U.S. Army 1st Special Force Command Sgt. Kenneth McAnally surveys a section of a road that collapsed and continues to erode days after Hurricane Maria swept through the island on 7 October 2017 in Barranquitas, Puerto Rico. Photo: Joe Raedle / Getty Images

By Sean Breslin
17 October 2017

(weather.com) – President Donald Trump addressed Puerto Rico's recovery from Hurricane Maria during a Monday press conference, saying the military is being asked to perform tasks that other groups should be able to do instead.

"They have to distribute the food to the people of the island," Trump told reporters. "So, what we've done is, we now actually have military distributing food – something that really they shouldn't have to be doing."

According to CNBC.com, Trump also described the recovery as "very tough," adding that the island "was in very poor shape before the hurricanes ever hit." Trump was referring to the $70 billion of debt the U.S. commonwealth had before the storm.

As of Tuesday morning, less than 20 percent of the island had power almost a month after the storm made landfall, according to a website that tracks the progress of the recovery. Nearly 35 percent of the island remains without drinking water, and there have been reports in recent days that U.S. citizens are so desperate that they've been drinking polluted water just to stay alive.

Puerto Rican leaders on both sides of the political aisle have said they're less than pleased with the response from the U.S. mainland.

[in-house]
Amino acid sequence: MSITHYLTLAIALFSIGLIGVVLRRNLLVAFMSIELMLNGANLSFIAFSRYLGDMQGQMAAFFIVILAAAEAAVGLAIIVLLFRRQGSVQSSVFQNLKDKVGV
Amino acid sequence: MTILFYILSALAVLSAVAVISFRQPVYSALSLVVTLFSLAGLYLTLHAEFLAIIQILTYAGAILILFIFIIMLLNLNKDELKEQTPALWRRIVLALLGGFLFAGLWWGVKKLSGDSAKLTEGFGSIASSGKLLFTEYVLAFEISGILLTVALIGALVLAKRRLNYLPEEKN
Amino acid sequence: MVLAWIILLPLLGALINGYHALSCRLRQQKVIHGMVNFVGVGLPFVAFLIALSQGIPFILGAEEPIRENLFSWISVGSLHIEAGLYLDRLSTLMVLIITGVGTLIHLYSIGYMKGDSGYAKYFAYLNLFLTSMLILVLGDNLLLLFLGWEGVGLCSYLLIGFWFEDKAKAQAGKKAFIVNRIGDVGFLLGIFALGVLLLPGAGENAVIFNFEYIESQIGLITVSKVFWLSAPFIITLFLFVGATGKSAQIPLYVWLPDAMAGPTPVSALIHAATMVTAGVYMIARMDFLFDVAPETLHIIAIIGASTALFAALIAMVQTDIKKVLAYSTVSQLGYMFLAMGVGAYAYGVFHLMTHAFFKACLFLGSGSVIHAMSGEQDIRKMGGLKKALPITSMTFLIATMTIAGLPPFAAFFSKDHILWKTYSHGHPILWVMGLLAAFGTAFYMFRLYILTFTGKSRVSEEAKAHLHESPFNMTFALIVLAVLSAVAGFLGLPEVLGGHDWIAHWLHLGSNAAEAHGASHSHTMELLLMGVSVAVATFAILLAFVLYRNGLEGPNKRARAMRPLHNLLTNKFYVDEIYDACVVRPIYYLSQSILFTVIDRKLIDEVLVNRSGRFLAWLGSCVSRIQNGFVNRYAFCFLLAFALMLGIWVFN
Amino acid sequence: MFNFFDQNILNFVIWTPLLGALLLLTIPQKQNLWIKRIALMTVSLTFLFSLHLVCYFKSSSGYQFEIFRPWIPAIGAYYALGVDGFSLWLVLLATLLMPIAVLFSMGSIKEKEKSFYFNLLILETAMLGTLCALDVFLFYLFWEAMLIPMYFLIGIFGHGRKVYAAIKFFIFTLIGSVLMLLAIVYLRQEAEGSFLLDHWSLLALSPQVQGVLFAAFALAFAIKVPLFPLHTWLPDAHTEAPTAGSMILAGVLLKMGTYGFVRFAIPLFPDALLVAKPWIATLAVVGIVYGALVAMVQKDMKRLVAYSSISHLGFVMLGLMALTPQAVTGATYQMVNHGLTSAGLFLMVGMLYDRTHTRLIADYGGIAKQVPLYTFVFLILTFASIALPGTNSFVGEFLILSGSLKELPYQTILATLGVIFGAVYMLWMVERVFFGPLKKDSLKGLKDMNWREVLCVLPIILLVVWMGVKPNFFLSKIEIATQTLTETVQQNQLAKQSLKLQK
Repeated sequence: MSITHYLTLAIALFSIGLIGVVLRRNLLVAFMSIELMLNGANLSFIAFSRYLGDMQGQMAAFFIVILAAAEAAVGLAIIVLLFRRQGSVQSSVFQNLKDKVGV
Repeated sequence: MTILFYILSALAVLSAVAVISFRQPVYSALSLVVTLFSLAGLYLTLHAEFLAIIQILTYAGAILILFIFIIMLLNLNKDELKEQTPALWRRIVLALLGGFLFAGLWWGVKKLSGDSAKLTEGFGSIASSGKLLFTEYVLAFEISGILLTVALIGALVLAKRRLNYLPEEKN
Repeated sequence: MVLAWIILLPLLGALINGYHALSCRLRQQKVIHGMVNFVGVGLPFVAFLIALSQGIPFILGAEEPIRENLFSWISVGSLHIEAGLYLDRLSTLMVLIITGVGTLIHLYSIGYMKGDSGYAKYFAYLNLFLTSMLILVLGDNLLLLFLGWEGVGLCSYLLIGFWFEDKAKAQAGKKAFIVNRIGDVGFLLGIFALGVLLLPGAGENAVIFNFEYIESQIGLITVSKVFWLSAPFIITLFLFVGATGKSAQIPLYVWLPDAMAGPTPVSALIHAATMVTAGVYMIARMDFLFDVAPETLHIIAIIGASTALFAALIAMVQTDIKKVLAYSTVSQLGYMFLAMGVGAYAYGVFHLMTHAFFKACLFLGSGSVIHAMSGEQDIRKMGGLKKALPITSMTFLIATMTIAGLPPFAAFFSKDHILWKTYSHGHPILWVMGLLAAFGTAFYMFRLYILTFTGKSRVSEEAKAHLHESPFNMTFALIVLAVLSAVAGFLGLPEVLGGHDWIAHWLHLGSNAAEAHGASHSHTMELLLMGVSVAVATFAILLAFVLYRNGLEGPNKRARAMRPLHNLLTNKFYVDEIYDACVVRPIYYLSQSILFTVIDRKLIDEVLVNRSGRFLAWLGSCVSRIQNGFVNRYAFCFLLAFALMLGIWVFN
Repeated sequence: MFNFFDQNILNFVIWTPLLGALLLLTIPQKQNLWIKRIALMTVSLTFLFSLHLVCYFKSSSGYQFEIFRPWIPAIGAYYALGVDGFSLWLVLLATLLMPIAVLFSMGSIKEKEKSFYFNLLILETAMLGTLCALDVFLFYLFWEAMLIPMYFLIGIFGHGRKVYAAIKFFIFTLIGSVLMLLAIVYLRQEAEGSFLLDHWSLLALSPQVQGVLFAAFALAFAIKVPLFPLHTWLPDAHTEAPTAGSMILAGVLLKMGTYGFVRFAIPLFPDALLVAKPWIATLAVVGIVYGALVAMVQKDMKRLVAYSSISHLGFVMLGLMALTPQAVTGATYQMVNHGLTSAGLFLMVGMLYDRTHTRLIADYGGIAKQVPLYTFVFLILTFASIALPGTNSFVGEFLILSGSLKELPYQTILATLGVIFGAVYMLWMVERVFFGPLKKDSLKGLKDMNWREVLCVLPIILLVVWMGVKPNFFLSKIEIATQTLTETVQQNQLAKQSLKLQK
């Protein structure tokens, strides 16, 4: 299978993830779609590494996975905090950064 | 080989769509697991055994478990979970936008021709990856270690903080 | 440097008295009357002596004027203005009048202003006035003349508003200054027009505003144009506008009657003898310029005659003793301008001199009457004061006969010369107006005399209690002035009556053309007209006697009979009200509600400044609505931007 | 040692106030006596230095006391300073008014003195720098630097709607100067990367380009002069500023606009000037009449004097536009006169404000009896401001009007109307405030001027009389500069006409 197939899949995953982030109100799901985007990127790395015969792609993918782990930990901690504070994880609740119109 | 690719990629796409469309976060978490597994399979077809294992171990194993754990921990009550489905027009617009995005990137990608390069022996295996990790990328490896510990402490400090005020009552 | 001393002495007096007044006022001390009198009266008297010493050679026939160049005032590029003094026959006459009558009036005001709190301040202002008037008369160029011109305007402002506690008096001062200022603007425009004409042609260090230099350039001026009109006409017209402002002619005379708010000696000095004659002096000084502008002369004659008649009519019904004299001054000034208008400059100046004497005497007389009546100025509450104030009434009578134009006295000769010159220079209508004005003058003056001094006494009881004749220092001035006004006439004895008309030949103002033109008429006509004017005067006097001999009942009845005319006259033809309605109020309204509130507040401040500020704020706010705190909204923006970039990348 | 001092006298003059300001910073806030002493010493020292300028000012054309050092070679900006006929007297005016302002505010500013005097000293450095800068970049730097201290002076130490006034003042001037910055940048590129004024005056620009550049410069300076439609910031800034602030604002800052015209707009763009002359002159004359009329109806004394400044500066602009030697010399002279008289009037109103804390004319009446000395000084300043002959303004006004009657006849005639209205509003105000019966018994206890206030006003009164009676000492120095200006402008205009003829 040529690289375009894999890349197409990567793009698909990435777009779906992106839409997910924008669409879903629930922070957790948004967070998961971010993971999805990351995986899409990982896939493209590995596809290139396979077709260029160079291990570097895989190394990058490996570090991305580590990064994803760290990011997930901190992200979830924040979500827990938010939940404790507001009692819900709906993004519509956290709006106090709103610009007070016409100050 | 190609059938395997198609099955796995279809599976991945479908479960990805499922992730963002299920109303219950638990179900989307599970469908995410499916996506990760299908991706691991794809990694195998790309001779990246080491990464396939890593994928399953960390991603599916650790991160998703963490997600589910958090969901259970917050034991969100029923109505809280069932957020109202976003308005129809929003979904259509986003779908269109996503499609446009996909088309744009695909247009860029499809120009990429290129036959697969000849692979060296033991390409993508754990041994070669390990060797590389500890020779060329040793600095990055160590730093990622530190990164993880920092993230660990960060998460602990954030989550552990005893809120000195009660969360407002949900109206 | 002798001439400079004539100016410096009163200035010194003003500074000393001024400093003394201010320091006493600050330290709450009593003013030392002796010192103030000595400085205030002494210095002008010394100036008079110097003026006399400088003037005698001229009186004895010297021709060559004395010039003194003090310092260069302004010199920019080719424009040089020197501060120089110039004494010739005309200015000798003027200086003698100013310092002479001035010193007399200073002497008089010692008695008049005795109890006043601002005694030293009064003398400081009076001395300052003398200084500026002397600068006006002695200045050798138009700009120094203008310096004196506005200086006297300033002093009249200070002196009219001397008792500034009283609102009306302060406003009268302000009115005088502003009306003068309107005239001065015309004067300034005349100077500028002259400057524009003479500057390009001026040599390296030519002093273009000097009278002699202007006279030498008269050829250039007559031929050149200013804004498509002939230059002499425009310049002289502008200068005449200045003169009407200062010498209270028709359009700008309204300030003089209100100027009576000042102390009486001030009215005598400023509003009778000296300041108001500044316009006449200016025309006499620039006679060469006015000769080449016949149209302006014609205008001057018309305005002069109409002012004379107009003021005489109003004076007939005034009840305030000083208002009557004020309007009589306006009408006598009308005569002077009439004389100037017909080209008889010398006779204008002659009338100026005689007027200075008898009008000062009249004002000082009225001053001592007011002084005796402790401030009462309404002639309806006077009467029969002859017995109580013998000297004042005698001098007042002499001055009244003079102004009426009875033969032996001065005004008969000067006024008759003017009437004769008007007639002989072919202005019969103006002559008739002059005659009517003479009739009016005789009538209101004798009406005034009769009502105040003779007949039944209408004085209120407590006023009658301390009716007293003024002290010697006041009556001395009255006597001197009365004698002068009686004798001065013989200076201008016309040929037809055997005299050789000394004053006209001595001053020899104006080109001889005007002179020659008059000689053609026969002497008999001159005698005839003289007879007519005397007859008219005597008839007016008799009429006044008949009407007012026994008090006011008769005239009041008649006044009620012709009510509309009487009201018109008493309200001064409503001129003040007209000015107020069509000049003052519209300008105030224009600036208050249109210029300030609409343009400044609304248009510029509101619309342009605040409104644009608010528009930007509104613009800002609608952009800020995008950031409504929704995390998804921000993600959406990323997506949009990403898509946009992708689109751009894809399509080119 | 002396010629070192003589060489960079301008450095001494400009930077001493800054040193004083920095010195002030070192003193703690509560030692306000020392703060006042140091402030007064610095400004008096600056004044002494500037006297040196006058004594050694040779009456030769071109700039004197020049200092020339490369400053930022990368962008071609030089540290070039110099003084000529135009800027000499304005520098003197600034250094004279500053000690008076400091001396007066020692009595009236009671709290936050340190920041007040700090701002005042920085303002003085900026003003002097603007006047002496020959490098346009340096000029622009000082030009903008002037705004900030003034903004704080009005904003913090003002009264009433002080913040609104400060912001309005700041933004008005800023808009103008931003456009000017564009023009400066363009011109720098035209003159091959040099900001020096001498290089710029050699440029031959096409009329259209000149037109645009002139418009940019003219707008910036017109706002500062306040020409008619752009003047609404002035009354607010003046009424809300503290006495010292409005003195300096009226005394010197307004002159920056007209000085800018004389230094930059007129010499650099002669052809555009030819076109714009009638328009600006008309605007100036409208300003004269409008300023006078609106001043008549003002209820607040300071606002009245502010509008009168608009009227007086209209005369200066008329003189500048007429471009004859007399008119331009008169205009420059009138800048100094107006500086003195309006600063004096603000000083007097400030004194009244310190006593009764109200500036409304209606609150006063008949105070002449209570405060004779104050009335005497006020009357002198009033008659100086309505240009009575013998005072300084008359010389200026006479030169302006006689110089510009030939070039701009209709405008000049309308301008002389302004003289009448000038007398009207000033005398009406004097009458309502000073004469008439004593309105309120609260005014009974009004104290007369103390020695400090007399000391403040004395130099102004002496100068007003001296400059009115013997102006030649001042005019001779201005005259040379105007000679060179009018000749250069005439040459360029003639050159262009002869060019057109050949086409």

"This is not the time to be talking about withdrawing the help," Jenniffer Gonzalez, Puerto Rico's non-voting representative in Congress and a lifelong Republican, told Politico. "This is not the time to talk about how much it’s costing the U.S., because we are American citizens."

In some parts of the island – including areas where Trump visited earlier this month – additional rainfall hasn't just hindered the cleanup, it has reversed progress. According to CNN.com, mudslides and flooding occurred Monday in the town of Guaynabo, located just a few miles from San Juan.

In that town, some residents, like Efrain Diaz, told CNN.com they haven't seen a single FEMA staffer or any emergency supplies since Maria ravaged the island. [more]

Trump Says Military Distributing Supplies in Puerto Rico Is 'Something ... They Shouldn't Have to Be Doing'

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